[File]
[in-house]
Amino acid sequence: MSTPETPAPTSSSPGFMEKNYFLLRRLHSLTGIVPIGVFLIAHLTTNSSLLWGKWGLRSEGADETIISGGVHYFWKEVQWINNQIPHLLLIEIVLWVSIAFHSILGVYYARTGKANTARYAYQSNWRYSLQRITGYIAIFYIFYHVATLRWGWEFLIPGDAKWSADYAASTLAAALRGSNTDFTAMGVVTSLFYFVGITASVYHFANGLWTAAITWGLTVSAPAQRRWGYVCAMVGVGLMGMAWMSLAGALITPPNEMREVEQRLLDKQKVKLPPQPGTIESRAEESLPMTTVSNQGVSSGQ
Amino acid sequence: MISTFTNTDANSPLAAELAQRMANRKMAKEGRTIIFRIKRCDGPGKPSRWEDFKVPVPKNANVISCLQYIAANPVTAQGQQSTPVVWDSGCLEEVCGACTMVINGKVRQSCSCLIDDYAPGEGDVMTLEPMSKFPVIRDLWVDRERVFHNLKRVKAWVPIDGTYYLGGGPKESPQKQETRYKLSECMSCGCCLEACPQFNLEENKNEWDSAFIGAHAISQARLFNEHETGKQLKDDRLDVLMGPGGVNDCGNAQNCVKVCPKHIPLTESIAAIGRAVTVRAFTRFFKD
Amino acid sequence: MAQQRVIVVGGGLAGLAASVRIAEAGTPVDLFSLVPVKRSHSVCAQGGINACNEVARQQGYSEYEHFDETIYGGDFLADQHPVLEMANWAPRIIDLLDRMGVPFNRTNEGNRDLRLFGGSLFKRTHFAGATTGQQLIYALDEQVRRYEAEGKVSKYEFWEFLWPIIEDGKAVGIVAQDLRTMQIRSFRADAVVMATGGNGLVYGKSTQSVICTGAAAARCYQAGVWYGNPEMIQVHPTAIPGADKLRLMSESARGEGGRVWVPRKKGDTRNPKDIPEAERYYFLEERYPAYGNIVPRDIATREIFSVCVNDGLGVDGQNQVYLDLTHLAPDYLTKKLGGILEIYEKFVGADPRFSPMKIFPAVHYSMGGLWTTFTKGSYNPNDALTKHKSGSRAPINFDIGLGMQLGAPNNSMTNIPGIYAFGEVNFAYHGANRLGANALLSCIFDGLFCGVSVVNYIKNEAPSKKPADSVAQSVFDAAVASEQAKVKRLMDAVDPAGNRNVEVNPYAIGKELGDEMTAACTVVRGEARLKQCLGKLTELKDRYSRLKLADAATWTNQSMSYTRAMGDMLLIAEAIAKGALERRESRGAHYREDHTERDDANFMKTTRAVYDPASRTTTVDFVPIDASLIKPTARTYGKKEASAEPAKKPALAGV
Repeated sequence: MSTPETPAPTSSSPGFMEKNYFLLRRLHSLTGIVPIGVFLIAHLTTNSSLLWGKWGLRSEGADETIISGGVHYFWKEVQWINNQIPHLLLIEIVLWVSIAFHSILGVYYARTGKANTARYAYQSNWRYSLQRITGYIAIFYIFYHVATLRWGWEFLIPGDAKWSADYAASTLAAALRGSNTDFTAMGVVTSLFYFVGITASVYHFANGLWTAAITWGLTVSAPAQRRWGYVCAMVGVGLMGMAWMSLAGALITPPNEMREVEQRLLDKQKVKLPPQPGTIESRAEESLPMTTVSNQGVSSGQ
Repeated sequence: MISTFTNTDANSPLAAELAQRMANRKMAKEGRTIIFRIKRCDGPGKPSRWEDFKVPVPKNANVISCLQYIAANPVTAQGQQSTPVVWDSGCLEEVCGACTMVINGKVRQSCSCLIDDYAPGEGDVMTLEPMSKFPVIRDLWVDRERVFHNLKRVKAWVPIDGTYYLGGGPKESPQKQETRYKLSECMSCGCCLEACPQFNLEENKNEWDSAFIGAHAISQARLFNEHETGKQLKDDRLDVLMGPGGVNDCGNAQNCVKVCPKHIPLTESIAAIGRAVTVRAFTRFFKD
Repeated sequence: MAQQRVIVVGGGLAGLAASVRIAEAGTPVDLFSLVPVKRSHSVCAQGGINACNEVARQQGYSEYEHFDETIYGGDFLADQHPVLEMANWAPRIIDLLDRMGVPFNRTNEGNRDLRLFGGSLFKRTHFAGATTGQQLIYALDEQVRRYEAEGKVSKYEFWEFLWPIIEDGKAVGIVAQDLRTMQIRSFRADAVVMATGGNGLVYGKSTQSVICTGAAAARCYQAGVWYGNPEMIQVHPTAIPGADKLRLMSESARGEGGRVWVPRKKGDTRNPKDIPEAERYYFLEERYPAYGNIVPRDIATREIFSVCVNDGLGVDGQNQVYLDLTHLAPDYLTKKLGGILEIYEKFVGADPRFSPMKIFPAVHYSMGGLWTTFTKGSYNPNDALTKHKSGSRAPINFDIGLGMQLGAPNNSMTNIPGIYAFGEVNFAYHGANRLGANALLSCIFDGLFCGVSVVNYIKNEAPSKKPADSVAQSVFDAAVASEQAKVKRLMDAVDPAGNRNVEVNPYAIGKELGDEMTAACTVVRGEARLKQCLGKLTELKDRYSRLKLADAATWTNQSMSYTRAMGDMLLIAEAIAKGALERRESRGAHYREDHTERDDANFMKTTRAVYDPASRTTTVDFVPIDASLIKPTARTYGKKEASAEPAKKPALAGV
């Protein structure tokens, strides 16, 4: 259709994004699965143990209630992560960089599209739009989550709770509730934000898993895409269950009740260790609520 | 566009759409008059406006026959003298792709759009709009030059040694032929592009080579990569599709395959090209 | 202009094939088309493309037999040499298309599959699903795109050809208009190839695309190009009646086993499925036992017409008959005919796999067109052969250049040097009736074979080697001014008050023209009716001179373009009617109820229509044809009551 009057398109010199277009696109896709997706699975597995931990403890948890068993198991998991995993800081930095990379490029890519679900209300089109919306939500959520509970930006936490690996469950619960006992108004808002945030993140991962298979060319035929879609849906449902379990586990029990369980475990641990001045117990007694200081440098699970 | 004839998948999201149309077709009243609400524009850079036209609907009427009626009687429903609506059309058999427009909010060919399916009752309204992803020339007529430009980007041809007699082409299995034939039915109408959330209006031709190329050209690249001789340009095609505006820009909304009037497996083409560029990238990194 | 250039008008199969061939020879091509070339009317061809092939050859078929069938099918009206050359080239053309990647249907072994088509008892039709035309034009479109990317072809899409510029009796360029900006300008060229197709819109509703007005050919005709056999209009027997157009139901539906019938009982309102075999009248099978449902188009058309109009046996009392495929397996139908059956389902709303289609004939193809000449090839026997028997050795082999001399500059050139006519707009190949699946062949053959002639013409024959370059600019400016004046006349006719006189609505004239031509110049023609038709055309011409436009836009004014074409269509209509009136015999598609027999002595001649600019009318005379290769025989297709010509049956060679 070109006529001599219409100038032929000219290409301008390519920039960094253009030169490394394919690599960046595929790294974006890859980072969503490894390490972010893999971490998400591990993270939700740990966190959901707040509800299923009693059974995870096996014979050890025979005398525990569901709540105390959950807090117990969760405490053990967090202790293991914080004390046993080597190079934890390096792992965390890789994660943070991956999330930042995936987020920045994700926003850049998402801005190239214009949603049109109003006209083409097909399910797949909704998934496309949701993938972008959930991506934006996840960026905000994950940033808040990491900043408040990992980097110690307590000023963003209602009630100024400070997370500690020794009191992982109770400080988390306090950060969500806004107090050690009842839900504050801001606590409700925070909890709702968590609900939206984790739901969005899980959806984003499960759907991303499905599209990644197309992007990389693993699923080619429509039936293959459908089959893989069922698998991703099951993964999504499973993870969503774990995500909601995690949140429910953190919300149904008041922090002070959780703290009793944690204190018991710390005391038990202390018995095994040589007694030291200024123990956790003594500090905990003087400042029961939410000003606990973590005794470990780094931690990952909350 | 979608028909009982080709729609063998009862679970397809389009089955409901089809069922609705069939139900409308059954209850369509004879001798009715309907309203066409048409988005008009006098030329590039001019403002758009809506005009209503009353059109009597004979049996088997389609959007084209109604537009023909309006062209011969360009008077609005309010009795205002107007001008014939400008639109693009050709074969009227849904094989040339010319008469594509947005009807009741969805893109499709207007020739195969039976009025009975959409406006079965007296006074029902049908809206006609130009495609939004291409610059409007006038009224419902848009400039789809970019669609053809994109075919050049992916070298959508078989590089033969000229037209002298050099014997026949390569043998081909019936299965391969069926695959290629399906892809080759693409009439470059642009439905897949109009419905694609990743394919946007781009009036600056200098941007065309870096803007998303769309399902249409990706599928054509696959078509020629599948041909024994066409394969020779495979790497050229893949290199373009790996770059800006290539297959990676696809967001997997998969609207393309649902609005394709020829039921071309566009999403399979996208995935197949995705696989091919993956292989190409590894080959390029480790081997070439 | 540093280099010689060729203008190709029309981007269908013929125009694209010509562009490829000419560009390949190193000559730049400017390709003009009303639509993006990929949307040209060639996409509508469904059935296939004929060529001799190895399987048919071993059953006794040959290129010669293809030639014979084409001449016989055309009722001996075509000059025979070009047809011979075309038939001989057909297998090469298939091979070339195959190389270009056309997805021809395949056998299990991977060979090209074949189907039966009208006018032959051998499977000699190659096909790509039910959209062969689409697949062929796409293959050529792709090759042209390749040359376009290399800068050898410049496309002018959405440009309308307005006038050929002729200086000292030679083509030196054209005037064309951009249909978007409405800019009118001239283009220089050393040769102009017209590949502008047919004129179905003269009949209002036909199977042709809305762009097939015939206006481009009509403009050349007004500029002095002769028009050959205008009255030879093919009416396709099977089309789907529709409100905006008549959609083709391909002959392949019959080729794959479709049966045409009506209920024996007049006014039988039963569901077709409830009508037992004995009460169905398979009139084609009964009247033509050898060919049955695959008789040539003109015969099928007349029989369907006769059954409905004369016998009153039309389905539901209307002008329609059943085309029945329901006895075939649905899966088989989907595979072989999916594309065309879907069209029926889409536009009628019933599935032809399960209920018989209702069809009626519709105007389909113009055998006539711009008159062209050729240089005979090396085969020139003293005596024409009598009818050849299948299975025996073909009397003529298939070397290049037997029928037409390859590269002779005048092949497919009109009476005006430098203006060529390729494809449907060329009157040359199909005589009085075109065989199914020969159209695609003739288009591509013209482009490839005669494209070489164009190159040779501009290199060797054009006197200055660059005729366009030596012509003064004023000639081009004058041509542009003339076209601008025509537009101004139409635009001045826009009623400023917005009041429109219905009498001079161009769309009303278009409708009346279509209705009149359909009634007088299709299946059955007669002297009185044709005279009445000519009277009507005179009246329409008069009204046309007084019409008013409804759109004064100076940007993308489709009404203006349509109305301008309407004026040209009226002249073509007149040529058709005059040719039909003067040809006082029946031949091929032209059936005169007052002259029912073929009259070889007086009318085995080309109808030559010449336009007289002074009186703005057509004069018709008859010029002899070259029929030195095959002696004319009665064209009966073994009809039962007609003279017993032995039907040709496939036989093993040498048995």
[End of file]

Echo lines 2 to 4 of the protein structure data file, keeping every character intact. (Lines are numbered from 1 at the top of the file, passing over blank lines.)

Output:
Amino acid sequence: MSTPETPAPTSSSPGFMEKNYFLLRRLHSLTGIVPIGVFLIAHLTTNSSLLWGKWGLRSEGADETIISGGVHYFWKEVQWINNQIPHLLLIEIVLWVSIAFHSILGVYYARTGKANTARYAYQSNWRYSLQRITGYIAIFYIFYHVATLRWGWEFLIPGDAKWSADYAASTLAAALRGSNTDFTAMGVVTSLFYFVGITASVYHFANGLWTAAITWGLTVSAPAQRRWGYVCAMVGVGLMGMAWMSLAGALITPPNEMREVEQRLLDKQKVKLPPQPGTIESRAEESLPMTTVSNQGVSSGQ
Amino acid sequence: MISTFTNTDANSPLAAELAQRMANRKMAKEGRTIIFRIKRCDGPGKPSRWEDFKVPVPKNANVISCLQYIAANPVTAQGQQSTPVVWDSGCLEEVCGACTMVINGKVRQSCSCLIDDYAPGEGDVMTLEPMSKFPVIRDLWVDRERVFHNLKRVKAWVPIDGTYYLGGGPKESPQKQETRYKLSECMSCGCCLEACPQFNLEENKNEWDSAFIGAHAISQARLFNEHETGKQLKDDRLDVLMGPGGVNDCGNAQNCVKVCPKHIPLTESIAAIGRAVTVRAFTRFFKD
Amino acid sequence: MAQQRVIVVGGGLAGLAASVRIAEAGTPVDLFSLVPVKRSHSVCAQGGINACNEVARQQGYSEYEHFDETIYGGDFLADQHPVLEMANWAPRIIDLLDRMGVPFNRTNEGNRDLRLFGGSLFKRTHFAGATTGQQLIYALDEQVRRYEAEGKVSKYEFWEFLWPIIEDGKAVGIVAQDLRTMQIRSFRADAVVMATGGNGLVYGKSTQSVICTGAAAARCYQAGVWYGNPEMIQVHPTAIPGADKLRLMSESARGEGGRVWVPRKKGDTRNPKDIPEAERYYFLEERYPAYGNIVPRDIATREIFSVCVNDGLGVDGQNQVYLDLTHLAPDYLTKKLGGILEIYEKFVGADPRFSPMKIFPAVHYSMGGLWTTFTKGSYNPNDALTKHKSGSRAPINFDIGLGMQLGAPNNSMTNIPGIYAFGEVNFAYHGANRLGANALLSCIFDGLFCGVSVVNYIKNEAPSKKPADSVAQSVFDAAVASEQAKVKRLMDAVDPAGNRNVEVNPYAIGKELGDEMTAACTVVRGEARLKQCLGKLTELKDRYSRLKLADAATWTNQSMSYTRAMGDMLLIAEAIAKGALERRESRGAHYREDHTERDDANFMKTTRAVYDPASRTTTVDFVPIDASLIKPTARTYGKKEASAEPAKKPALAGV